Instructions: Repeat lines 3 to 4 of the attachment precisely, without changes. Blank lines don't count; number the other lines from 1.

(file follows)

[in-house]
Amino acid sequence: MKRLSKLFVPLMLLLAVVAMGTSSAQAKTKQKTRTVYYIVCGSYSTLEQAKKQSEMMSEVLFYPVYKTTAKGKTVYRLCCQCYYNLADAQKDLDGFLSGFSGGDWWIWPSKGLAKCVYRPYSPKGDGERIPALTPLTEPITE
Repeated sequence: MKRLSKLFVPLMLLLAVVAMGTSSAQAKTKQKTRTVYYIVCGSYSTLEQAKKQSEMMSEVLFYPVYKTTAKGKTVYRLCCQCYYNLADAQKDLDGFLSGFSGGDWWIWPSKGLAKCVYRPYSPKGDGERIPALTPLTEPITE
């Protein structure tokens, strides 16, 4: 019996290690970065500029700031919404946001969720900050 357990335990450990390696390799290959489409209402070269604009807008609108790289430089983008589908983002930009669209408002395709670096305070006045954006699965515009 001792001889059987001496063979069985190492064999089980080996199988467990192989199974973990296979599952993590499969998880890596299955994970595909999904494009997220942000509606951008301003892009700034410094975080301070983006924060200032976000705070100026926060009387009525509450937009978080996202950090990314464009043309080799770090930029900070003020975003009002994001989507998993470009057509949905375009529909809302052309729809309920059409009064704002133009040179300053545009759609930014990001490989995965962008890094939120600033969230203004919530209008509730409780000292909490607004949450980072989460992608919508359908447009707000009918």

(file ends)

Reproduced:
Repeated sequence: MKRLSKLFVPLMLLLAVVAMGTSSAQAKTKQKTRTVYYIVCGSYSTLEQAKKQSEMMSEVLFYPVYKTTAKGKTVYRLCCQCYYNLADAQKDLDGFLSGFSGGDWWIWPSKGLAKCVYRPYSPKGDGERIPALTPLTEPITE
């Protein structure tokens, strides 16, 4: 019996290690970065500029700031919404946001969720900050 357990335990450990390696390799290959489409209402070269604009807008609108790289430089983008589908983002930009669209408002395709670096305070006045954006699965515009 001792001889059987001496063979069985190492064999089980080996199988467990192989199974973990296979599952993590499969998880890596299955994970595909999904494009997220942000509606951008301003892009700034410094975080301070983006924060200032976000705070100026926060009387009525509450937009978080996202950090990314464009043309080799770090930029900070003020975003009002994001989507998993470009057509949905375009529909809302052309729809309920059409009064704002133009040179300053545009759609930014990001490989995965962008890094939120600033969230203004919530209008509730409780000292909490607004949450980072989460992608919508359908447009707000009918």